# CS 1120: Media Computation

#### Lab 7 Walkthrough

Today we did a lab where we blended two images into one:   We then modified our function and produced a better blend, giving more weight to the face: However, the point of this exercise was not really to produce a cool visual effect, as to practice improving our code by making it more general and less specific. Consider our initial function: (empty lines added for readability)

```def mixFaceAndFlag():
face = makePicture("boehner.jpg")
flag = makePicture("flag.jpg")
canvas = makeEmptyPicture(450, 300)

for x in range(450):
for y in range(300):
pixel1 = getPixel(face, x, y)
pixel2 = getPixel(flag, x, y)
pixel3 = getPixel(canvas, x, y)

r = getRed(pixel1) * 0.5 + getRed(pixel2) * 0.5
g = getGreen(pixel1) * 0.5 + getGreen(pixel2) * 0.5
b = getBlue(pixel1) * 0.5 + getBlue(pixel2) * 0.5

setColor(pixel3, makeColor(r, g, b))

return canvas
```

This function produces the desired visual effect, but only for two specific images. As such, it is useless in any other context. When you end up with code like this, ask yourself: what do I really want my code to do here? Do I want to blend the photo of the former Speaker of the House with a photo of the american flag? More likely, I want to blend two images. Furthermore, after experimenting with different weights applied to each image, I want to be able to specify the relative weights of these images, so that I can give more emphasis to one or the other.

If we look at our initial solution, we can identify values that are specific to the two pictures we've used so far. Let's replace these with variables that we can pass to our function as arguments. This way, our function definition changes to the following (we'll change its name to something more appropriate as well):

```#pic1 and pic2 must be same dimensions, 0 <= ratio <= 1
def blendTwoImages(pic1, pic2, ratio):
width = getWidth(pic1)
height = getHeight(pic1)
canvas = makeEmptyPicture(width, height)

for x in range(width):
for y in range(height):
pixel1 = getPixel(pic1, x, y)
pixel2 = getPixel(pic2, x, y)
pixel3 = getPixel(canvas, x, y)

r = getRed(pixel1) * ratio + getRed(pixel2) * (1 - ratio)
g = getGreen(pixel1) * ratio + getGreen(pixel2) * (1 - ratio)
b = getBlue(pixel1) * ratio + getBlue(pixel2) * (1 - ratio)

setColor(pixel3, makeColor(r, g, b))

return canvas
```

Our new function does exactly the same thing as our initial function. However, now it works for ANY two images (of the same dimensions), and it allows us to specify the weight ratio so we can choose which image to emphasize, and to what extent. This makes our function much more useful.

#### Tips for Lab 6 / Homework 4

Last week we didn't have enough time to discuss the solution for creating a simple collage (four copies of one photo displayed on a larger canvas). Let's try it now.

As usual, we start by considering what exactly our code needs to do. So, we are defining a function that:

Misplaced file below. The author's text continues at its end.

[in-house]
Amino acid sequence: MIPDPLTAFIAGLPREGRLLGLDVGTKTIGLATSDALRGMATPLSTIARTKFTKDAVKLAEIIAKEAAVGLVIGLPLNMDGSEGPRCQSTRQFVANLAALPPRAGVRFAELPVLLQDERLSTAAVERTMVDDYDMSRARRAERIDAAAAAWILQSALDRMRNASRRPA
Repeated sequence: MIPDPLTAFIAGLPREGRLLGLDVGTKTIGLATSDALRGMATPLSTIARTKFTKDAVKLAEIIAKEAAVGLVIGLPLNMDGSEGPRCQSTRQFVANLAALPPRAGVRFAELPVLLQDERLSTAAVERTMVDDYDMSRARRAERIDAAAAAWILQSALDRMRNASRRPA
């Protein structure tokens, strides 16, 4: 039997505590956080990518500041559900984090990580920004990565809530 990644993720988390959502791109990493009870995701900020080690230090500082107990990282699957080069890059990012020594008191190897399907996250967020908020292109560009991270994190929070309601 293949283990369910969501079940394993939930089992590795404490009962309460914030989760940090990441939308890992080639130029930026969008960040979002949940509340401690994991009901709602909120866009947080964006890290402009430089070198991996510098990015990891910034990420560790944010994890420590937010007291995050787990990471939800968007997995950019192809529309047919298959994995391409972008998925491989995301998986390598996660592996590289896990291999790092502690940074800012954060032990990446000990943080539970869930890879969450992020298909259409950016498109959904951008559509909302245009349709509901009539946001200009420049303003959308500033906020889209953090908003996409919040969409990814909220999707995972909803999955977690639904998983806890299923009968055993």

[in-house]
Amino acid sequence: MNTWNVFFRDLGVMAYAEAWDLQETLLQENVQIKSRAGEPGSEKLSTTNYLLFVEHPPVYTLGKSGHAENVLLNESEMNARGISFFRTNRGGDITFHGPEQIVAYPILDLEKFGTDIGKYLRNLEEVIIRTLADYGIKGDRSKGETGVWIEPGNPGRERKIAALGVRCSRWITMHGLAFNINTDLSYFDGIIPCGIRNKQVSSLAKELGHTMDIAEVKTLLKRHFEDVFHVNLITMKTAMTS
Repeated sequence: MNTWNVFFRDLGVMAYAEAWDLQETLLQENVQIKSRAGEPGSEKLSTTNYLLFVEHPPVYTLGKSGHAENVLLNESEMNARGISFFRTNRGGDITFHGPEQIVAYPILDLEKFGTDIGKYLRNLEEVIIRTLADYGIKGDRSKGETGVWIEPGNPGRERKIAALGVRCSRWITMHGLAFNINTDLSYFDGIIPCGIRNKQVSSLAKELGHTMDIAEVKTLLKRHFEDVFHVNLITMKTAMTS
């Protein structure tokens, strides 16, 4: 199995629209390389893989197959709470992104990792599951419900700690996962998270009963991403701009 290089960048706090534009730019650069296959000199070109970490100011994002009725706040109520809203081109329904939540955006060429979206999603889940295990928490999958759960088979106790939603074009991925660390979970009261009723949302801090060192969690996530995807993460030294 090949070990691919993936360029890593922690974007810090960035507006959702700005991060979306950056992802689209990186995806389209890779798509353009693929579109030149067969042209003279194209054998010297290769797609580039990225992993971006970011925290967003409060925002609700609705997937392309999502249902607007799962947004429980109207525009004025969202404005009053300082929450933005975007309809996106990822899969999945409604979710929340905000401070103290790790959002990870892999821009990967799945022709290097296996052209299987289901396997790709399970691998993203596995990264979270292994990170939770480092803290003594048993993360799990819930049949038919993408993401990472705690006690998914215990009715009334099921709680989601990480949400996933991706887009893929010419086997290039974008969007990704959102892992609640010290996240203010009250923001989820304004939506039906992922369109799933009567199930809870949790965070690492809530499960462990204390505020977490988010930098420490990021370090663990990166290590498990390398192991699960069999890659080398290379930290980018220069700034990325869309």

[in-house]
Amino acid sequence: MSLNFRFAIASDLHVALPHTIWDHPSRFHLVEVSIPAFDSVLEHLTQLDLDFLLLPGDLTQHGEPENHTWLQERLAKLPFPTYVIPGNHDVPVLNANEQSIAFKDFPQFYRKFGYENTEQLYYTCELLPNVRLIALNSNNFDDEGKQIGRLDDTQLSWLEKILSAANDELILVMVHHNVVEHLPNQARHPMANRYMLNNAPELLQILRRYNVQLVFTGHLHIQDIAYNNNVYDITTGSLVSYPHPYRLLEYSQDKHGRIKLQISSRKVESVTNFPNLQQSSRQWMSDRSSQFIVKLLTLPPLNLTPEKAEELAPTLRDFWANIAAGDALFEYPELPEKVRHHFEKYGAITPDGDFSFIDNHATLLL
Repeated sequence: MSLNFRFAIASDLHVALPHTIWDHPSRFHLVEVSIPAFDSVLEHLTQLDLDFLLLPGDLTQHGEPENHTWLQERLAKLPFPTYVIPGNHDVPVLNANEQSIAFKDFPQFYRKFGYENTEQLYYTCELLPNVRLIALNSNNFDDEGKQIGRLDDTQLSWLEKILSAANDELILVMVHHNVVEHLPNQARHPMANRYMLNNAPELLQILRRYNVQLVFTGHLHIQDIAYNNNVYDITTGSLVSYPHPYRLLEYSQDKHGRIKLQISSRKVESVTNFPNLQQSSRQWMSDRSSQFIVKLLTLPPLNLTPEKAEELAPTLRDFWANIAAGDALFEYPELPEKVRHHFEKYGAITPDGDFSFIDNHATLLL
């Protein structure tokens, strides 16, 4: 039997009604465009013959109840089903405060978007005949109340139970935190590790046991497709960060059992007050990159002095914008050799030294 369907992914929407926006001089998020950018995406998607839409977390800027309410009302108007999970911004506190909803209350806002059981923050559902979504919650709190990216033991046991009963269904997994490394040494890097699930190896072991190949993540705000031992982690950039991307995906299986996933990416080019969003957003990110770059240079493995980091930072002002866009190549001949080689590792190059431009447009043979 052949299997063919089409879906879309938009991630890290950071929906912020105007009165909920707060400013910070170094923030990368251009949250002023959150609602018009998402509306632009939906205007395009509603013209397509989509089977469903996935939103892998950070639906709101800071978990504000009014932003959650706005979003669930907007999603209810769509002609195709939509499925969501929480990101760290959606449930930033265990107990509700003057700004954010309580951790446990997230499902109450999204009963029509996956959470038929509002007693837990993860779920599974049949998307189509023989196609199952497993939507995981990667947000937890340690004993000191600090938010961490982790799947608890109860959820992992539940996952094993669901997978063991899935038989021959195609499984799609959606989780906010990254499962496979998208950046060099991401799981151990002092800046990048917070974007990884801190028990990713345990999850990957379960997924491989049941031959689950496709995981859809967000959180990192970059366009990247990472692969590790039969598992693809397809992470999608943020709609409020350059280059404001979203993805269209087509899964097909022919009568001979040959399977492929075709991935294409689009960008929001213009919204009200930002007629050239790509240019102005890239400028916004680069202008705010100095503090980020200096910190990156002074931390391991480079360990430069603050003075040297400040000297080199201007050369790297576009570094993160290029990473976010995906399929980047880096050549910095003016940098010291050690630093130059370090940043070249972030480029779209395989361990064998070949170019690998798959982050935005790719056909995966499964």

• takes a picture as an argument (we'll call it source)
• creates an empty canvas with dimensions that are twice the size of the input picture: x*2, y*2
• iterates over the pixels of the source picture, and for each pixel:
• gets its color
• sets the color of the corresponding pixel on the canvas to the color of the source pixel; and does this four times in different locations.

Since we are dealing with location, we need the x,y coordinates of each pixel - so we use a nested for loop.

Here is one possible solution:

```def make2x2(pic):
width = getWidth(pic)
height = getHeight(pic)
canvas = makeEmptyPicture(width*2, height*2)

for x in range(width):
for y in range(height):
color = getColor(getPixel(pic, x, y))
pixel1 = getPixel(canvas, x, y)
pixel2 = getPixel(canvas, x+width, y)
pixel3 = getPixel(canvas, x, y+height)
pixel4 = getPixel(canvas, x+width, y+height)

setColor(pixel1, color)
setColor(pixel2, color)
setColor(pixel3, color)
setColor(pixel4, color)

return canvas
``` This works fine. However, this limits us to a 2x2 grid. Can we make this function more general? Look at the code inside the for loop: it looks like it has a pattern. Consider the following values for the x,y coordinates for each of the sections of a 2x2 and a 3x3 grid:

grid x y
2x2 x y
x y+height
x+width y
x+width y+height
3x3 x y
x y+height
x y+height+height
x+width y
x+width y+height
x+width y+height+height
x+width+width y
x+width+width y+height
x+width+width y+height+height

column-1: x + width * 0
column-2: x + width * 1
column-3: x + width * 2
and so on...

The multiplier is the step in your iteration. Thus, you can write a for loop that will generate a grid of any size! Here it is:

```def makenxn(pic, n):
width = getWidth(pic)
height = getHeight(pic)
canvas = makeEmptyPicture(width*n, height*n)

for x in range(width):
for y in range(height):
color = getColor(getPixel(pic, x, y))

for j in range(n):
for k in range(n):
targetX = x + width * j
targetY = y + height * k
pixel = getPixel(canvas, targetX, targetY)
setColor(pixel, color)

return canvas
```

Again, we have taken a specialized function and have changed it slightly, this time with a little help from basic algebra, to handle not only the special case, but any other case. Now we can generate grids of any size, provided JES (and your computer) can handle the computation in reasonable time. Here's a 10x10: We can take this even further and combine it with the posterizing effect we did in a previous lab. Throw in some random color generation, and you can create visual effects that would take some (unreasonably long) quality time in Photoshop: The example above requires the use of a few techniques we haven't discussed yet (random number generation, sorting an array, and using dictionaries), but we'll get to it later this semester. " . \$chars[\$i] . ""; \$j++; } return \$html; } ?>